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Cigarette Prices and Smoking Prevalence After a Tobacco Tax Increase — Turkey, 2008 and 2012

May 30, 2014 / Vol. 63 / No. 21

MMWR Introduction


Smoking rates in Turkey dropped significantly following the 2010 increase in tobacco taxes. The tax increase raised the average price paid for cigarettes, making them less affordable. The reduction in smoking was substantially larger among people with lower socioeconomic status. This underscores the potential of a tobacco price increase to reduce tobacco use and to help reduce health disparities by lowering smoking prevalence at a higher rate in vulnerable populations.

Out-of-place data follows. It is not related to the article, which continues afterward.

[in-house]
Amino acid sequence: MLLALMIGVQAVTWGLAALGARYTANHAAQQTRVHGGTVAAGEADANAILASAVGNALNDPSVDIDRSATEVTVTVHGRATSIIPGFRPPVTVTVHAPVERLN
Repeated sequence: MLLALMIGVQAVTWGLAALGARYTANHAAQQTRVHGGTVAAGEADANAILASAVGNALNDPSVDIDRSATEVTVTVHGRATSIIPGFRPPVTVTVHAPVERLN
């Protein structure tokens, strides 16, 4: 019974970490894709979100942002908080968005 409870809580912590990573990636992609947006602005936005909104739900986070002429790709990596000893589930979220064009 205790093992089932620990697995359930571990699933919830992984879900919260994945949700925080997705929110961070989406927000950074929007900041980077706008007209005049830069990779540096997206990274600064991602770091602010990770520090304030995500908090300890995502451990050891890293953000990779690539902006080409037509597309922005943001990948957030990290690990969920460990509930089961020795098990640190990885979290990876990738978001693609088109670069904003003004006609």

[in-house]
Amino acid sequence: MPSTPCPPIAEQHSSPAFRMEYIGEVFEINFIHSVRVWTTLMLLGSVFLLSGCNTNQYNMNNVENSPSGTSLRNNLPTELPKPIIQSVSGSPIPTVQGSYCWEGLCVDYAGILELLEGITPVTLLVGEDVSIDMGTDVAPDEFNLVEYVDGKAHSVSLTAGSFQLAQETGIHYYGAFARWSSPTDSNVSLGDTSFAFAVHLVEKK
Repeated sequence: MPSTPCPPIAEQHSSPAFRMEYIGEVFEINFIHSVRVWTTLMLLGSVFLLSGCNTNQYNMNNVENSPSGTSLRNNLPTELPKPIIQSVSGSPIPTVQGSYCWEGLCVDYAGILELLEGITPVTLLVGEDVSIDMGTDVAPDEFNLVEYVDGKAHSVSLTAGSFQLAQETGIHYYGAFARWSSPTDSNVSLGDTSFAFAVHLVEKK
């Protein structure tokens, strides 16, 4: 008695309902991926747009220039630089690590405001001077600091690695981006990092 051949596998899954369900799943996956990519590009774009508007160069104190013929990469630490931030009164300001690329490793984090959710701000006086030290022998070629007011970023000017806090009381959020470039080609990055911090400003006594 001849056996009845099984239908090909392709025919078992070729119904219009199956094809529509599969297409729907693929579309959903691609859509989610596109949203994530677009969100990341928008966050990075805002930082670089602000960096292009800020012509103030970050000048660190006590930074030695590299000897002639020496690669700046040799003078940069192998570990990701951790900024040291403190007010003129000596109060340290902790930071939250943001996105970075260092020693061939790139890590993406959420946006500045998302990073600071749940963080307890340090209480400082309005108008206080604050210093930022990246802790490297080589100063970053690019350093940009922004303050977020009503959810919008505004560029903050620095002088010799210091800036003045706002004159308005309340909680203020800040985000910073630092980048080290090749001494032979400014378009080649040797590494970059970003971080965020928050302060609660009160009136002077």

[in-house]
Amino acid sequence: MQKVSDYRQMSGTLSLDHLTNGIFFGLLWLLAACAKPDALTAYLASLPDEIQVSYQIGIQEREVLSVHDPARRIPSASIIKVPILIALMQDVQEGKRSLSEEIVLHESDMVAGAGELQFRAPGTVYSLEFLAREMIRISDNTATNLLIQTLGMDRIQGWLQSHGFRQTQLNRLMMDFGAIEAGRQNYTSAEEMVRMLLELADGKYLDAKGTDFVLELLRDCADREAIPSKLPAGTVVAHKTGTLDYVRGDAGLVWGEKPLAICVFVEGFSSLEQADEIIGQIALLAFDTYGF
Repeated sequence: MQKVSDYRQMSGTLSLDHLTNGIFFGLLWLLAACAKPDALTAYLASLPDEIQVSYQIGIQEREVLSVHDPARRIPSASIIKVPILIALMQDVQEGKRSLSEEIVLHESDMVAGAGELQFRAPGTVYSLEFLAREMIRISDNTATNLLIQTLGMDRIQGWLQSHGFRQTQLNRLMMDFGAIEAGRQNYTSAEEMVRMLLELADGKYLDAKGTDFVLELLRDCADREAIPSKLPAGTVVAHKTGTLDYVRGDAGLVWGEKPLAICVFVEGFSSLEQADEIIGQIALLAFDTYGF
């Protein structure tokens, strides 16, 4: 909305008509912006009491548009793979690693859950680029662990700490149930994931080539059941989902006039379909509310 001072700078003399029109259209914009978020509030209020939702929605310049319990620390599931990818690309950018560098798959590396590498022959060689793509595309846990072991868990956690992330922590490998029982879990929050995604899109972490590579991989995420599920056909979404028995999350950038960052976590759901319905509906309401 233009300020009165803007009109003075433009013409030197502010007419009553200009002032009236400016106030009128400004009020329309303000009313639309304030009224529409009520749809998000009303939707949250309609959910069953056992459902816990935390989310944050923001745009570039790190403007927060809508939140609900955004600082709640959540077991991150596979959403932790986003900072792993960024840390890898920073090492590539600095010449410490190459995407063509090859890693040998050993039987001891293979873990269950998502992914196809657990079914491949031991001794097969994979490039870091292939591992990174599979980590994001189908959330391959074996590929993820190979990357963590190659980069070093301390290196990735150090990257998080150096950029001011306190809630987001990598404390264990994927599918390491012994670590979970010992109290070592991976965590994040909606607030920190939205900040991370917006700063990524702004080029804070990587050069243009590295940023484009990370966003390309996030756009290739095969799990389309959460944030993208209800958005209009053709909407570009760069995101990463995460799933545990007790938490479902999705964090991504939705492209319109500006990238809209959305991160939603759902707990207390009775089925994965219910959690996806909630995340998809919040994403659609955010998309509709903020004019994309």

Raising the price of tobacco products has been shown to reduce tobacco consumption in the United States and other high-income countries, and evidence of this effect has been growing for low- and middle-income countries as well. Turkey is a middle-income country where smoking rates have historically been among the highest in the world. This report describes a considerable shift in smoking behavior, occurring even when the baseline levels of tobacco use and addiction in the population are relatively high. Turkey’s experience with cigarette price change may help policy makers in other low- and middle-income countries, where the majority of tobacco-related deaths are expected to occur in the near future.